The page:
From this perspective we could see numerous great games such as CAN vs. SUI or SWE vs. CZE and last but not least, the historic game between Germany and Switzerland which changed the SAP Arena into a madhouse. There I accidentally met the journalist of my birth city Straubing, the smallest club in the DEL, whom I gave perfect match tickets for his team of “Eishockey News”, a famous sports magazine in Germany.

In the mixed zone, I got the unique opportunity to almost touch the players after they departed the ice rink shortly after the match and finished the official ceremonies; the brave hearts had to use a specific gangway once the door opened leading them to particular spots where the media already waited for starting the question and answer session.

In fact, everything was perfectly organized and the ritual of realizing the obligatory interviews could take place according to a strict rule of prioritizing TV before radio and print media grasped their chance. Beforehand, the volunteers had to prepare this sacred room by arranging kind of commercial side boards to optically separate the area in terms of showing respect to the teams.

Basically, the attention towards the Olympic gold medalist Canada turned out to be extraordinary but appropriate. Whilst daily choosing my way to the volunteer catering room I literally stepped over the feet of Jaromir Jagr, who was used to work out in the nearby gym. During his practical session on ice, I could gladly admire my idol and even take a few pictures for the ancestors. Adjacent to the press area, the press conference was held about 20 minutes after the end of each match. My task was to coordinate the questions via handing over the microphone to the journalists always being alert regarding any potential finger movements in the crowd. During my stay in the SAP arena, I planned to attend nearly every second press conference since I considered the cosmopolitan atmosphere fairly exciting, in particular when the coach of Germany, Uwe Krupp together with some of his most valuable players decided to show up late afternoon May 20th, the day when another fairy tale had come true in the history of German ice hockey.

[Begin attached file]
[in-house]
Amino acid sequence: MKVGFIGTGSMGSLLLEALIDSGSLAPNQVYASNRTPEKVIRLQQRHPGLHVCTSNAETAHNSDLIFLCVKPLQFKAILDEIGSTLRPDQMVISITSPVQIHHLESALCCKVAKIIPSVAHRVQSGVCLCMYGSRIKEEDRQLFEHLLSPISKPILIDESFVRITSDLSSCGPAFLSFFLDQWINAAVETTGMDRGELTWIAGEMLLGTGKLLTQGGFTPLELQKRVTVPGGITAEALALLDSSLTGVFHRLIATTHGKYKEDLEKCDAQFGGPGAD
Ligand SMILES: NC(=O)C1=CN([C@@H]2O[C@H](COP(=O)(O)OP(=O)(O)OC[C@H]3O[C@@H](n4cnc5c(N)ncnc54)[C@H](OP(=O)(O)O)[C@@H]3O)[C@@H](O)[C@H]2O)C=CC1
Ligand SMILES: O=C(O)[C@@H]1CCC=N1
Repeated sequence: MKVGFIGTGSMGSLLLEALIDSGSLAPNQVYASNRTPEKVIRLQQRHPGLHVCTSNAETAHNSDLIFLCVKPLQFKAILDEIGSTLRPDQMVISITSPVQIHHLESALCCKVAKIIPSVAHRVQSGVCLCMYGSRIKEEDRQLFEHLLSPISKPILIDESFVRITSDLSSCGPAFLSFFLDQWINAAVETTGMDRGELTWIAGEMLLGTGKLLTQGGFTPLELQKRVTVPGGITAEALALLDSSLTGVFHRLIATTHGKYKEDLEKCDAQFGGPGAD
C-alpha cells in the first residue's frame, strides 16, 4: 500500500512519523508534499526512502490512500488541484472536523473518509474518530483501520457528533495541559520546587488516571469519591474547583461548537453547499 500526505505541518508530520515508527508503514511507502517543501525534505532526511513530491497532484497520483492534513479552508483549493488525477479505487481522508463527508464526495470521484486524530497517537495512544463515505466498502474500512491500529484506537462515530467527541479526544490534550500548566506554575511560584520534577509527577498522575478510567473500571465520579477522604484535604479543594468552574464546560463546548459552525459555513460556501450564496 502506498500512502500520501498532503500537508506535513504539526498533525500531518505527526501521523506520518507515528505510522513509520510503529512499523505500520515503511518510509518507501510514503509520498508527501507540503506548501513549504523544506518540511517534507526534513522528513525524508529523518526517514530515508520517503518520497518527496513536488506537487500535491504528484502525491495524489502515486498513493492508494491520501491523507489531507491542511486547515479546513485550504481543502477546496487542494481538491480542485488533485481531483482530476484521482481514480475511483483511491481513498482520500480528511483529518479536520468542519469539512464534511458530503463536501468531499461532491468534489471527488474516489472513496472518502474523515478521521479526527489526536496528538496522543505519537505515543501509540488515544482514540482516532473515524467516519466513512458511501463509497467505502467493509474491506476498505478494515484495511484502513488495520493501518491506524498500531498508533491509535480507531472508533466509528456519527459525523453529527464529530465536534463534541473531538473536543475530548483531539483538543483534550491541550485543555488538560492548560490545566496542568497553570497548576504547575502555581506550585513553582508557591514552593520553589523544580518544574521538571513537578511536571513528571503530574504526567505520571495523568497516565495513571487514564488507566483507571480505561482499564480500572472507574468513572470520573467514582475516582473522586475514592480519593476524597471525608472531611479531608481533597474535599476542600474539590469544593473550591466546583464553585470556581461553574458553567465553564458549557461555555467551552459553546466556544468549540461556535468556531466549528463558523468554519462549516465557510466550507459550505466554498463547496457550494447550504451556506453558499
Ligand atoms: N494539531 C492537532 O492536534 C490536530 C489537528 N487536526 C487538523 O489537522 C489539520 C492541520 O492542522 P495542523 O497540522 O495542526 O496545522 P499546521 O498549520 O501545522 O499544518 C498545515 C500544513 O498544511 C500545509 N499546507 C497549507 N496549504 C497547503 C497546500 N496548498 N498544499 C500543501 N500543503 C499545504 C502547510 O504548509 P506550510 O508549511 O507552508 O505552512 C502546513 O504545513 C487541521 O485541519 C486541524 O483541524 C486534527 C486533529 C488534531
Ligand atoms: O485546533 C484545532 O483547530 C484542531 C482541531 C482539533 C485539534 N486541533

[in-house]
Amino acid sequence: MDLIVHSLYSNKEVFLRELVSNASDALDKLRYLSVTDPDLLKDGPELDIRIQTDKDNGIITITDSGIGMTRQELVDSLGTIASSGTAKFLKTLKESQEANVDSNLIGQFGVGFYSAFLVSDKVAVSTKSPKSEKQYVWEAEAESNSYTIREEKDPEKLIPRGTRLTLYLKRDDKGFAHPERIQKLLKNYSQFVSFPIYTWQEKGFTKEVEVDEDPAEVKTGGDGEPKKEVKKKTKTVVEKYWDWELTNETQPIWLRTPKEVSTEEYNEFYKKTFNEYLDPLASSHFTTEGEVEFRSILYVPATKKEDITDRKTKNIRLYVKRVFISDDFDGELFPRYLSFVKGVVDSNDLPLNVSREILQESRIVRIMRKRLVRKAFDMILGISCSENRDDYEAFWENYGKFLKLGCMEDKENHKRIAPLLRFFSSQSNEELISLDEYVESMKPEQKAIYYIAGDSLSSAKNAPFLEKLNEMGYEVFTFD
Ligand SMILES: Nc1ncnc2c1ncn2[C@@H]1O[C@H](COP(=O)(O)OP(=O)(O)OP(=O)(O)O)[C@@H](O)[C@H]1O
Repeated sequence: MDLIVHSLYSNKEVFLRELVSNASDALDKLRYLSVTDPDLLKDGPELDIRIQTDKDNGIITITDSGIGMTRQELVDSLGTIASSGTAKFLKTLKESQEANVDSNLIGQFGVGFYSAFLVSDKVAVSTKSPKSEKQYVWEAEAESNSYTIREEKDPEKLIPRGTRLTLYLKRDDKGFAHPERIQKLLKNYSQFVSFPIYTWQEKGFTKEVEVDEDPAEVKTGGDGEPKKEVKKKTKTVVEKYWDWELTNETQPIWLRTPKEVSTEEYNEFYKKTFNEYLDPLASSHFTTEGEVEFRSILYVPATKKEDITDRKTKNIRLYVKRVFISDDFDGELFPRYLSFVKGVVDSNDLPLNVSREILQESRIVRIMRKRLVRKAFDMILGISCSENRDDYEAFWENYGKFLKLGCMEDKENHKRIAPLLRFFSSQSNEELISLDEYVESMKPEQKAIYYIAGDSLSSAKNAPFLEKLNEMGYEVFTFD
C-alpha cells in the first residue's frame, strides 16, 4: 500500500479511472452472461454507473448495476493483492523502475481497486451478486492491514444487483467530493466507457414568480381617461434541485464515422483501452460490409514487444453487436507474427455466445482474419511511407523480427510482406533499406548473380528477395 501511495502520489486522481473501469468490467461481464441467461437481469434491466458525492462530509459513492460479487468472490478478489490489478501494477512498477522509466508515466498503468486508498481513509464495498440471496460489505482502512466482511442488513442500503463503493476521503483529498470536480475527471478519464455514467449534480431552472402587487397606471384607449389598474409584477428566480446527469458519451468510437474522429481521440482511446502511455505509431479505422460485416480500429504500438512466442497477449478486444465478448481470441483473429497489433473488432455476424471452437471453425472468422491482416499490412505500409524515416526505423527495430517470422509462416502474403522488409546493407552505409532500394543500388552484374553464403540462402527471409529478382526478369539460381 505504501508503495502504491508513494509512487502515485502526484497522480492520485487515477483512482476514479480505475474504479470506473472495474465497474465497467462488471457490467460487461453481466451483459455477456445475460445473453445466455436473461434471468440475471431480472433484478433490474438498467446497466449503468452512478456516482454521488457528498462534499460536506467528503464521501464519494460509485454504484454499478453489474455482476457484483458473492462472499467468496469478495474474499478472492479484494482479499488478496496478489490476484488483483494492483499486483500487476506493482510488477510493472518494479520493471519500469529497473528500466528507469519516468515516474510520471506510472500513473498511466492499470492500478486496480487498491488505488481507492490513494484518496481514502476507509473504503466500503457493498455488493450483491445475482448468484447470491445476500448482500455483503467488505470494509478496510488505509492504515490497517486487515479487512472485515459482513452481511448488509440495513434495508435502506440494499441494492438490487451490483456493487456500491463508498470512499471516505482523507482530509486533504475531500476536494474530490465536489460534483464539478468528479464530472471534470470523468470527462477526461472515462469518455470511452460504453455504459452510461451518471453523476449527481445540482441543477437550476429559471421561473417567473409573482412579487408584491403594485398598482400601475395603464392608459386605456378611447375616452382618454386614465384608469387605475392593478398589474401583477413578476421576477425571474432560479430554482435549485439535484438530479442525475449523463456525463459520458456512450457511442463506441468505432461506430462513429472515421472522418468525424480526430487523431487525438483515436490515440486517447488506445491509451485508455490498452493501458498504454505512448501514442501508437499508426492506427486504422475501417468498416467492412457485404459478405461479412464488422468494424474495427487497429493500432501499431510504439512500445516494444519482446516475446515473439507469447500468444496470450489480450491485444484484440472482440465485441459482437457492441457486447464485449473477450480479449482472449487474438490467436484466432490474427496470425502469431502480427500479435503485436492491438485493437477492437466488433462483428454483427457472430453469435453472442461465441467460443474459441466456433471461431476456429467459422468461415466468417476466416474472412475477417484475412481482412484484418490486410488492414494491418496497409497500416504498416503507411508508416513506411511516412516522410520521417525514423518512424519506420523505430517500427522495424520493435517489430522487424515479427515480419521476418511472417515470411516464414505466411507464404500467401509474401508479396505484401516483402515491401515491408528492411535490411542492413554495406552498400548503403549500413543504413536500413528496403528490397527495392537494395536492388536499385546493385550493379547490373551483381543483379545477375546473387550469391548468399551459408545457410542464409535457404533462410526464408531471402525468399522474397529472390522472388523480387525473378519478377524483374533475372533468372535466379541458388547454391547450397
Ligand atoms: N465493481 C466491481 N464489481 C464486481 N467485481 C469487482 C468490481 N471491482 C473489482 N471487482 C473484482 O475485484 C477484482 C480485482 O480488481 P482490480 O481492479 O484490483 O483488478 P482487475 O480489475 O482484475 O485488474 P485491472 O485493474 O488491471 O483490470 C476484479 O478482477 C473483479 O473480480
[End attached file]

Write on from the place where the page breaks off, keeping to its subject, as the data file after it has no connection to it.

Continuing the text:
The job as runner happened to be a bit stressful, because essential statistics needed to be spread to all relevant sections in the arena on time – in particular media center, media tribune and mixed zone were involved. In addition, the business lounges and other V.I.P. areas sometimes required spontaneous feedback as well, which had to be fulfilled ASAP. This was basically true for the latest line ups of the teams and changes of team rosters to mention only a few essential aspects. The copy center was closely connected with the info desk and contained two sophisticated high tech machines running all the time, punctually delivering the necessary ‘food for thought’ to the media representatives.

Last but not least, I could discover the photographer areas which were highlighted throughout the stadium – there I was reminded of my inclination towards technical gases in my real life: Zambonis and cooling aggregates won’t work effectively without using the right kind of gas. Upon getting to know the different areas, I spotted such famous media agencies like dpa or Reuters which were allowed to stay at exposed positions.

Mostly, I accompanied a colleague from Switzerland carrying out his tour through the arena and monitoring the work stations of the press in terms of maintaining the location agreed upon beforehand. Overall it was a rule of thumb for media service volunteers, to behave patiently towards the journalists, always trying to creatively and quickly provide them with all kinds of needed information. That way the positive image to the outside world was conveyed to its best. Statements concerning own motivational reasons could be easily expressed, however; any criticism or backstage discussions with journalist were forbidden.